Why? Because marriage in Westeros, and more importantly noble marriage, is not really about the husband and wife doing the deed in the bedchamber. It’s not even about alliances, though those are important and a nice perk.

It’s about securing succession and inheritance of property and noble names. Consummation and the bride’s virginity (or length of time since her previous marriage) only matter insofar as they solidify who inherits, according to legal precedent. Margaery and Tommen in the books don’t and can’t have sex yet, since Tommen is a kid, but that doesn’t make their marriage null and void, since it’s assumed they’ll produce an heir eventually – Margaery only lands in hot water when the possibility of her having another man’s child is raised in AFFC, which is much more important than the mere possibility of her adultery i.e. sexual activity with someone other than her husband.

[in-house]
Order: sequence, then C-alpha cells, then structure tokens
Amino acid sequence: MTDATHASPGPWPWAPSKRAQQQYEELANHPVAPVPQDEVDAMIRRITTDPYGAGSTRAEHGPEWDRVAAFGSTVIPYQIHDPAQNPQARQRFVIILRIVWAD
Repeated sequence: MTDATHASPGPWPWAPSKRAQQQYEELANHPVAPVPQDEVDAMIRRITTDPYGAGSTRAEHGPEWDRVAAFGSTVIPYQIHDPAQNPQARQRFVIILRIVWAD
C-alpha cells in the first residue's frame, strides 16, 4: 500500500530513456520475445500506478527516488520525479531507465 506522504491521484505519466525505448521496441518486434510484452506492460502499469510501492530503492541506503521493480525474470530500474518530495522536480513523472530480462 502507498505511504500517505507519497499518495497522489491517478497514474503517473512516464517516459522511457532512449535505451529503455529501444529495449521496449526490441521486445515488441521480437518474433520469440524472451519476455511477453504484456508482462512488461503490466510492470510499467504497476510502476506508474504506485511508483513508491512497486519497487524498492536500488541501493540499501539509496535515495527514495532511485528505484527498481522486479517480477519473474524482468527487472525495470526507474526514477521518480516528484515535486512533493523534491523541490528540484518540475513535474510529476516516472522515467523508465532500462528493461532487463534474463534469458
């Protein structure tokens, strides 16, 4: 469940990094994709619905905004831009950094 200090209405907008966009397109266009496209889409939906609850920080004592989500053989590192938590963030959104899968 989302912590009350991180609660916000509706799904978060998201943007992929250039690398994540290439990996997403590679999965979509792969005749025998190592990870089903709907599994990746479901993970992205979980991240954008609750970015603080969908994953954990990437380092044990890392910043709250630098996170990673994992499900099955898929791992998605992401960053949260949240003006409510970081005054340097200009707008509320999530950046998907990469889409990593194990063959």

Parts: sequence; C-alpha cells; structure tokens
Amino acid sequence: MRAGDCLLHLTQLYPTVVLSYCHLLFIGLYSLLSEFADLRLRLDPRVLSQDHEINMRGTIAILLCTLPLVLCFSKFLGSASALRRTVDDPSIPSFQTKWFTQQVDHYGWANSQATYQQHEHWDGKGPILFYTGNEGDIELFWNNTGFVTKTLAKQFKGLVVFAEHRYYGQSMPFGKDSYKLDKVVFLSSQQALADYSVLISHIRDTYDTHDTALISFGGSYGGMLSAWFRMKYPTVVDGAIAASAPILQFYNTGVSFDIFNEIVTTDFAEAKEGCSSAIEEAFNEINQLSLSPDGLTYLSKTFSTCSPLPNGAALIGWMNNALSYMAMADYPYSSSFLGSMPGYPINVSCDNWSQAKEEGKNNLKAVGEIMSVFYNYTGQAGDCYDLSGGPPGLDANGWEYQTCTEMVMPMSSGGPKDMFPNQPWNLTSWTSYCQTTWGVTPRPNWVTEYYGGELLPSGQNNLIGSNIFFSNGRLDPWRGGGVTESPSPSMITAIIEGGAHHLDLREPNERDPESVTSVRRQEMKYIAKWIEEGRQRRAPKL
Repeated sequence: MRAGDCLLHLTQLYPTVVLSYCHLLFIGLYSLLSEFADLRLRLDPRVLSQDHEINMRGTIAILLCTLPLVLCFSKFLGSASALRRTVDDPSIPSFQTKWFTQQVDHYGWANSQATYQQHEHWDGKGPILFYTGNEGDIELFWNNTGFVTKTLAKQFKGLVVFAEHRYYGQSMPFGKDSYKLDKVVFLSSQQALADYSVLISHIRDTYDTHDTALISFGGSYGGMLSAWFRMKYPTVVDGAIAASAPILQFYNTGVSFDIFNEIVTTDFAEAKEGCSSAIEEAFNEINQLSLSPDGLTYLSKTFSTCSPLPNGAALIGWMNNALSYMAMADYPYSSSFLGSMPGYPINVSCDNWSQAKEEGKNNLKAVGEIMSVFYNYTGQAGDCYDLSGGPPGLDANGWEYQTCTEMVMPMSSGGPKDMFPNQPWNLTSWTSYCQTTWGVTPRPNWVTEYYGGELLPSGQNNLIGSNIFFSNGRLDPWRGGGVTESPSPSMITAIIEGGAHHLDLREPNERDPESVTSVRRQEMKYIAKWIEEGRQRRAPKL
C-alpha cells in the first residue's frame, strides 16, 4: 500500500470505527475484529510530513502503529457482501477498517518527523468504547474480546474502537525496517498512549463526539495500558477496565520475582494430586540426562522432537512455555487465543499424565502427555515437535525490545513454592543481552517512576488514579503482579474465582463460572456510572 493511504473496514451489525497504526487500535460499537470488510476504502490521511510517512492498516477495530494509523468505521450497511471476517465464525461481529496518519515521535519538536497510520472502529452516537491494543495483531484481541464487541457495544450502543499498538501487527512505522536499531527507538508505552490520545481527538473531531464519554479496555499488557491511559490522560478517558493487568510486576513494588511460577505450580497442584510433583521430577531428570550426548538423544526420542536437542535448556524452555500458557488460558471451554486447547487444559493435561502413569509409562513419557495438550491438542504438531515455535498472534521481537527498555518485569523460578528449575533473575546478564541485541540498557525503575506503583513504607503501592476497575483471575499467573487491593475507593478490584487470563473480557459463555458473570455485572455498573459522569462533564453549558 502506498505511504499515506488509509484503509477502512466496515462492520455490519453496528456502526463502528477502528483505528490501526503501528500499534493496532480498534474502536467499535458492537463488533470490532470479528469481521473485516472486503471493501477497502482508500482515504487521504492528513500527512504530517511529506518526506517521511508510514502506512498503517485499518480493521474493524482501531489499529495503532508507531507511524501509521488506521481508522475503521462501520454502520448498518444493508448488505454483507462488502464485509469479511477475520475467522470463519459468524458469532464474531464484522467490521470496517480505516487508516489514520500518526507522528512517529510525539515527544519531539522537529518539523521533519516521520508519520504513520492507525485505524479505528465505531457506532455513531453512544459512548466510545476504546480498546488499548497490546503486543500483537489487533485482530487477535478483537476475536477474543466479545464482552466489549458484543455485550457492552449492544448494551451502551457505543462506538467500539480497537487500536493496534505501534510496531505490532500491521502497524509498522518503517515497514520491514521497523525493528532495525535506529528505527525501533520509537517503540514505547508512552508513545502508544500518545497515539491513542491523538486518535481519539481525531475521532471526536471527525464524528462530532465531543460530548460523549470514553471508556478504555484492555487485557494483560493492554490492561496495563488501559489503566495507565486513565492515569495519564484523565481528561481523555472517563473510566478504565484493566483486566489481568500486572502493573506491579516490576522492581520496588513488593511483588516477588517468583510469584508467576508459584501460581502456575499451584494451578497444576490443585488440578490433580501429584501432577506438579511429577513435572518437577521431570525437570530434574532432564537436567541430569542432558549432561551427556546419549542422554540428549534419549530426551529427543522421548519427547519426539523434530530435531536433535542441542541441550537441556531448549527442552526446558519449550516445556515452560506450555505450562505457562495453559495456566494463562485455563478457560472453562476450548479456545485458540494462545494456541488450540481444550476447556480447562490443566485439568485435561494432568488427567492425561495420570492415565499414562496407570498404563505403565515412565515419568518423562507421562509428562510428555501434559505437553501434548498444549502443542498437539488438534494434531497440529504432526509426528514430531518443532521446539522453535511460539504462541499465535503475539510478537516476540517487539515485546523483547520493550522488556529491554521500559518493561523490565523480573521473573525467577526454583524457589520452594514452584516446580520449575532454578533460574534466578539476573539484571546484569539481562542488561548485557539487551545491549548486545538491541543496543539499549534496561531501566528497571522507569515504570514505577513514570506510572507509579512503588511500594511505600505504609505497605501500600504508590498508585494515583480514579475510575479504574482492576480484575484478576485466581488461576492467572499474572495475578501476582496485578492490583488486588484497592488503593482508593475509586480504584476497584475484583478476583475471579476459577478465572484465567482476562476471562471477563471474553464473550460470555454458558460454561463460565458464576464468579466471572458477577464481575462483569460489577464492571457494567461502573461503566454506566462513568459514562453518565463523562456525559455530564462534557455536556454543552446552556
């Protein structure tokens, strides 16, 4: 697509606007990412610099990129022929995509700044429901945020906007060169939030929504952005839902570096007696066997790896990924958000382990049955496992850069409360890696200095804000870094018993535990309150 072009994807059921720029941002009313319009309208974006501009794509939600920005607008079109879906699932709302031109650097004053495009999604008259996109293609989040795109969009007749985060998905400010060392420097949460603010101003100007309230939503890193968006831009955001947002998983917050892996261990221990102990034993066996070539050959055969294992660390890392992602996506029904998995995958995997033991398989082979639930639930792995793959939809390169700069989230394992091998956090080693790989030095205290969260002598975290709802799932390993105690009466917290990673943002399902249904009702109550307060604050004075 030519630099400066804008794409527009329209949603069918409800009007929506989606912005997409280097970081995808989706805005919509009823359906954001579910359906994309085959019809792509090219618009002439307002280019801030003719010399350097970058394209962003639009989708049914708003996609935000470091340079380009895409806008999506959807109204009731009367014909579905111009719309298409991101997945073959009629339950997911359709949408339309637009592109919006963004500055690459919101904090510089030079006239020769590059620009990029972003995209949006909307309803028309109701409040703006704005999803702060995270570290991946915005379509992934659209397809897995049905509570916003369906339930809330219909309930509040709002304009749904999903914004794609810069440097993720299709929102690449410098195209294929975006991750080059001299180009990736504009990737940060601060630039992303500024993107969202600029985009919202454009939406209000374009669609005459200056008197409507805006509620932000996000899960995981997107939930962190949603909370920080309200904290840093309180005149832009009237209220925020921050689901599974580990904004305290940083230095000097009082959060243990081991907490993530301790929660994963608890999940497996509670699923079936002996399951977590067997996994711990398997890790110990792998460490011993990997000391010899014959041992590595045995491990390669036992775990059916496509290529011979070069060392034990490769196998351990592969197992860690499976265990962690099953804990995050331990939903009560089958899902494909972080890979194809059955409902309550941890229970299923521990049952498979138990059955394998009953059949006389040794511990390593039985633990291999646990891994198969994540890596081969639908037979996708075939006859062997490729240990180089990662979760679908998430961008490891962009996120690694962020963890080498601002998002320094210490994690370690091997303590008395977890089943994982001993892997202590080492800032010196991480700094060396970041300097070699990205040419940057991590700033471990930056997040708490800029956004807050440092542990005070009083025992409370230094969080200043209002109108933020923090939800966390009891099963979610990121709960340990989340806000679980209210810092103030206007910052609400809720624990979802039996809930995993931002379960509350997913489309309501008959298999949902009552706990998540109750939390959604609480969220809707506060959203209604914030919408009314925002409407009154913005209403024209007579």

According to D&D, marriage among the nobility is about screwing, so they give us older!Tommen and Margaery’s wedding night, and they seem to think marriage as an institution backed up by religion, legal precedent, and rules of inheritance can be easily made null and void. Since the whole point of Ramsay/Sansa is to cement the Bolton hold on the North and distance them from the Lannisters (let’s pretend Roose and Petyr’s conversation made one lick of sense), the last thing they’d want are rumors that Ramsay’s firstborn was a Lannister cuckoo’s egg. So maybe Sansa could even marry Ramsay, but not so soon after her previous marriage, and no way would her marriage to Tyrion be set aside just because they never had sex. 

  • book: Myrcella is older than Tommen so she should be queen! we're gonna make her queen!!!! Arianne is such a smart woman! she will be a great politician!! let's send Nym to take her father's place at the small concill in King's Landing! #girlpower
  • show: DIE MYRCELLA! who the fuck is Arianne??? of course we have to send a MAN to represent dorne! like our symbol is a SERPENT, Oberyn's daughters are the SNAKE SANDS, venom is a woman's weapon, IT MAKES SENSE THAT THE MOST IMPORTANT CHARACTERS IN THIS ARC IS A MAN